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Elemental functions: Writing data-parallel code in C/C++ using Intel Cilk Plus

A simple C/C++ language extension construct for data parallel operations

Robert Geva

Intel Cilk Plus provides simple to use language extensions to express data and task-parallelism to the C and C++ language implemented by the Intel C++ Compiler, which is part of Intel Parallel Composer and Intel Parallel Studio. This article describes one of these programming constructs: elemental functions. There are cases in which the algorithm performs operations on large collection of data, with no dependence among the operations being performed on the various data item. For example, the programmer may write, at a certain point of the algorithm: add arrays a1 and a2 and store the result in array r. When thinking at that level, the programmer is thinking in terms of a single operation that needs to be performed on many elements, independently of each other. Unfortunately, the C/C++ programming languages do not provide constructs that allow expressing the operation as such. Instead, they force the programmer to elaborate the operation in terms of a loop that operates on each array element. The end result, in terms of the values being stored in the result array, would be the same. However, the introduction of the loop introduces an unintended order of operations: The implementation has to add the first two array elements, store the results in the first location of the result array, move on to perform the same operation on the second set of elements, and so on. An example later will show what is expected to be a typical use of elemental function: use a single line to mark a standard C/C++ function as elemental, change the invocation loop from serial to parallel (in this example, it is a change of one keyword) and that is it. In the example below, there is a measured speed up of more than 15X1.

Limitations of serial programming

The serial program under utilizes the parallel HW resources and therefore in most cases performs slower than an equivalent parallel program. Moreover, in many cases, the C/C++ language semantics do enforce the serial execution of the program and do not allow an optimizing compiler to implement a parallel version of the serial program. A compiler can only provide a parallel implementation of a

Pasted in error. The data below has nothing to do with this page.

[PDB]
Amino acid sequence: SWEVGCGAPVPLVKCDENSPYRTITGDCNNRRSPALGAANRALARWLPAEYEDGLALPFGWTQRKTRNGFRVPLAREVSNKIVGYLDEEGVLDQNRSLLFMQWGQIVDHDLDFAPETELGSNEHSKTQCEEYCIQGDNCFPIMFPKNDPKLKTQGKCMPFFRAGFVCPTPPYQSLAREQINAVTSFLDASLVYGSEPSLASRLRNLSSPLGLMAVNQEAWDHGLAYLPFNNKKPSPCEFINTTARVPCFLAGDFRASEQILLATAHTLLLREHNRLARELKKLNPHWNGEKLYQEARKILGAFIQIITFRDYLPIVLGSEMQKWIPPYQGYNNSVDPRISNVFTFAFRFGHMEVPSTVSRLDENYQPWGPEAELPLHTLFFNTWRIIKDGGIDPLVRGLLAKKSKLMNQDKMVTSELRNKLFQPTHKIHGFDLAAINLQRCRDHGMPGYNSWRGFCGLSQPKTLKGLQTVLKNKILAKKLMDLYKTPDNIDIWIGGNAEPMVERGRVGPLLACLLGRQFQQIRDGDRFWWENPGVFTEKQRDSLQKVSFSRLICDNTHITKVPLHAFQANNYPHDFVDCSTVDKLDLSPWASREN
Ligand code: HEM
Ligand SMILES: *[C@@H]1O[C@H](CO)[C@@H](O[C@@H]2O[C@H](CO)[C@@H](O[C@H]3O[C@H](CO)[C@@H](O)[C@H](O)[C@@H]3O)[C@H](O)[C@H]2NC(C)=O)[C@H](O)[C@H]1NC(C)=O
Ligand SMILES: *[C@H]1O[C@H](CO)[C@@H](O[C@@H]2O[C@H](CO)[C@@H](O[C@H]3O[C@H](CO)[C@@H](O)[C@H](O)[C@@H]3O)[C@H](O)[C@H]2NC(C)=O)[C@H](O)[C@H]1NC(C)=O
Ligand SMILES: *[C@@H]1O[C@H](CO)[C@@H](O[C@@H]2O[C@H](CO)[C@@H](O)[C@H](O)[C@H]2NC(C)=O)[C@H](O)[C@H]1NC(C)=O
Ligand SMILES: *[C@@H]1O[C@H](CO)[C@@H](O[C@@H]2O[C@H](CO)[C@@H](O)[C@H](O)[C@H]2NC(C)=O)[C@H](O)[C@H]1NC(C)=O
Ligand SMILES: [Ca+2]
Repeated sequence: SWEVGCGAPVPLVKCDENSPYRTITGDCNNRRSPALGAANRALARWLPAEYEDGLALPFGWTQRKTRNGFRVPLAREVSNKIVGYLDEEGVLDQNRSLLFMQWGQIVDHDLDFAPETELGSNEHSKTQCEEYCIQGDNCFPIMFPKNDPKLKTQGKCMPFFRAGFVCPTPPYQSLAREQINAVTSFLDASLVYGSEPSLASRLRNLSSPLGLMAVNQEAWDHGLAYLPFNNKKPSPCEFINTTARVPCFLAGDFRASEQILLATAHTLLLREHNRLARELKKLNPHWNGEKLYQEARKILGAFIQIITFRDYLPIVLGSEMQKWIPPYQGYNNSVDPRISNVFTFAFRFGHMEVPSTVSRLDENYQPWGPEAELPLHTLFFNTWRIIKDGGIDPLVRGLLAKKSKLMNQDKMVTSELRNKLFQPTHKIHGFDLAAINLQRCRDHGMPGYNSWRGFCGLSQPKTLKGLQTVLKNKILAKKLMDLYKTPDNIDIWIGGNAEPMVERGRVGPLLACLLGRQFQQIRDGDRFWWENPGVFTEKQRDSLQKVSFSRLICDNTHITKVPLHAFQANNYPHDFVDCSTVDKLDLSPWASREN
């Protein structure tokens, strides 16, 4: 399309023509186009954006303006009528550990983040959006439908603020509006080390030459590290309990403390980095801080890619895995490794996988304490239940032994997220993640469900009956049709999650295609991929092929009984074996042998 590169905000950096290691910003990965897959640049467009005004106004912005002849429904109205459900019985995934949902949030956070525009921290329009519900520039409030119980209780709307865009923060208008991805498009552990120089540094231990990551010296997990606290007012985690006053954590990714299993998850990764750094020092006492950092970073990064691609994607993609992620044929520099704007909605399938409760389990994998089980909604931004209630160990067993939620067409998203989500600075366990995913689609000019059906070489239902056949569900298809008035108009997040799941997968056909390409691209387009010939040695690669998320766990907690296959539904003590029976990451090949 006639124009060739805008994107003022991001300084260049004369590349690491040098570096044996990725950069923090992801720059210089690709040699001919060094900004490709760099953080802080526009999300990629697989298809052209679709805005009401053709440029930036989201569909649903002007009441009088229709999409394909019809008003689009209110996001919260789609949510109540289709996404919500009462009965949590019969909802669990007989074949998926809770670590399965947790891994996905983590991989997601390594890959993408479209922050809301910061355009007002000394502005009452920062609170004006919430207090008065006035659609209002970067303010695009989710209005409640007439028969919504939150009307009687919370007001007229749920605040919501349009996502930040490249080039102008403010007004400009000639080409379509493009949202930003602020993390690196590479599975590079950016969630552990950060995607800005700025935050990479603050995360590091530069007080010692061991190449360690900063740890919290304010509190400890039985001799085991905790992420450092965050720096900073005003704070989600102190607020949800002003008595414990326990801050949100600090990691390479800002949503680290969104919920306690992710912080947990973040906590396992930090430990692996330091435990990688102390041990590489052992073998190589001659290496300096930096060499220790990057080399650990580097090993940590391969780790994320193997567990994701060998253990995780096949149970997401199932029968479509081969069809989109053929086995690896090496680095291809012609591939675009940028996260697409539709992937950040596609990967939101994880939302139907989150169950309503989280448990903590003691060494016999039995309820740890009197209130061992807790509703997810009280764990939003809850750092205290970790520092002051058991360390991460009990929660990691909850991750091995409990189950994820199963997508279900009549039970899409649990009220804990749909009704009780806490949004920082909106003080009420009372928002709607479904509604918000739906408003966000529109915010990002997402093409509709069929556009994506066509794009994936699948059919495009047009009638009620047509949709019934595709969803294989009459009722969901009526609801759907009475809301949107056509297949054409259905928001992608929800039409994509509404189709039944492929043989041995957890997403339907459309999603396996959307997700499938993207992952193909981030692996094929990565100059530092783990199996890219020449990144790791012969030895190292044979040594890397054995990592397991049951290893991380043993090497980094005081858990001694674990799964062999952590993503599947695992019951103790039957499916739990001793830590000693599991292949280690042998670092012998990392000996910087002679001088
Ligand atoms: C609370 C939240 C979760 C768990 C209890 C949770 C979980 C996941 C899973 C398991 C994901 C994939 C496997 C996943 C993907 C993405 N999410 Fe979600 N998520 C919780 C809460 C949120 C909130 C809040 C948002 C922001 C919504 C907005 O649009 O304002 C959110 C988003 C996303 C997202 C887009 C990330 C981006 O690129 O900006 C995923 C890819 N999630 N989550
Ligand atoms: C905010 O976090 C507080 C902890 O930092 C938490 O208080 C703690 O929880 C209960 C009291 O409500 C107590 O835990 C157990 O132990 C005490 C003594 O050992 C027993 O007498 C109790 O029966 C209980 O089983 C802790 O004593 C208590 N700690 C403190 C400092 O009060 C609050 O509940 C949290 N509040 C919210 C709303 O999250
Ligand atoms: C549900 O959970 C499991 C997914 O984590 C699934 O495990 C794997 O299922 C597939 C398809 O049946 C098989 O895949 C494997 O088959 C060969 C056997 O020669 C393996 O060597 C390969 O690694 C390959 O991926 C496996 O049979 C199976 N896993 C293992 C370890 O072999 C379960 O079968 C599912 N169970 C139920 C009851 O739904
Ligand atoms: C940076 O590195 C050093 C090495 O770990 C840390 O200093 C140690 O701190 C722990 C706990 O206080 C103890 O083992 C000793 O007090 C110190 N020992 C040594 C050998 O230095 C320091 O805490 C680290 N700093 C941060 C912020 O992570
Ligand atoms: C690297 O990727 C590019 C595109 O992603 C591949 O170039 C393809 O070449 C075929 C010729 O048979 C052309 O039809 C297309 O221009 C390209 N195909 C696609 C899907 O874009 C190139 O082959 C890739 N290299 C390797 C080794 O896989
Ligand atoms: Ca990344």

1 Compiler: Intel Parallel Composer 2011 with Microsoft* Visual Studio* 2008

Compiler options: /c /Oi /Qip /D "WIN32" /D "NDEBUG" /D "_CONSOLE" /D "_UNICODE" /D "UNICODE" /EHsc /MD /GS /fp:precise /Fo"Release/" /Fd"Release/vc90.pdb" /W3 /nologo /Zi System Specifications: Intel Xeon E5462 processor, 2.8 GHz, 8 cores, 8 GB RAM, Microsoft Windows Server 2003* x64 Edition. Sample code available at

portion of a program if it can be proven in compile time that the parallel implementation and the serial implementation would be equivalent. The success of these proofs depends on many variables, for example the language construct being chosen to implement the code. In the sample code below, the compiler cannot prove that the arrays pointed- to by the 3 pointers which are provided as function argument do not point into the same arrays.
void do_add_doubles(double * src1, double * src2, double * r, int length) { for (i = 0; i < length; ++i) { *r = *src1 + *src2; } }

Array notations
Intel Cilk Plus provide simple language constructs that operate on arrays, instead of requiring the programmer to express the algorithm in terms of loops that operate on elements of arrays. The example of adding two arrays can be expressed in Intel Cilk plus as
r[0:N] = src1[0:N] + src2[0:N];

In this example, the elements of the arrays src1 and src2 are added and the results are assigned to array r. The usual subscript syntax in C/C++ is replaced by an array section descriptor. In this example, 0:N means that the addition uses N elements of the array, starting from index number 0. The important difference between using this language construct and the standard C/C++ loop is that here, there is no serial ordering implied. Therefore, the expected code generation strategy from the compiler is vector parallelism, i.e. use the SSE instructions to implement the additions in a SIMD fashion. The compiler generates vector, SIMD code for operations on arrays including all the language built- in operators, such as +, *, &, && etc. However, the most general operation is when the programmer describes the operation using a function.

Elemental functions
An elemental function is a regular function, which can be invoked either on scalar arguments or on array elements in parallel. So far, the Intel compilers have been providing a limited form of this functionality, some of the language standard library functions. For example, the programmer can write code in a loop that calls certain math library functions such as a sin() function, and the compiler can automatically vectorize the loop.


for (i = 0; i < length; ++i) a[i] = b[i] * c[i]; d[i] = sin(a[i]); e[i] = d[i] * d[i]; }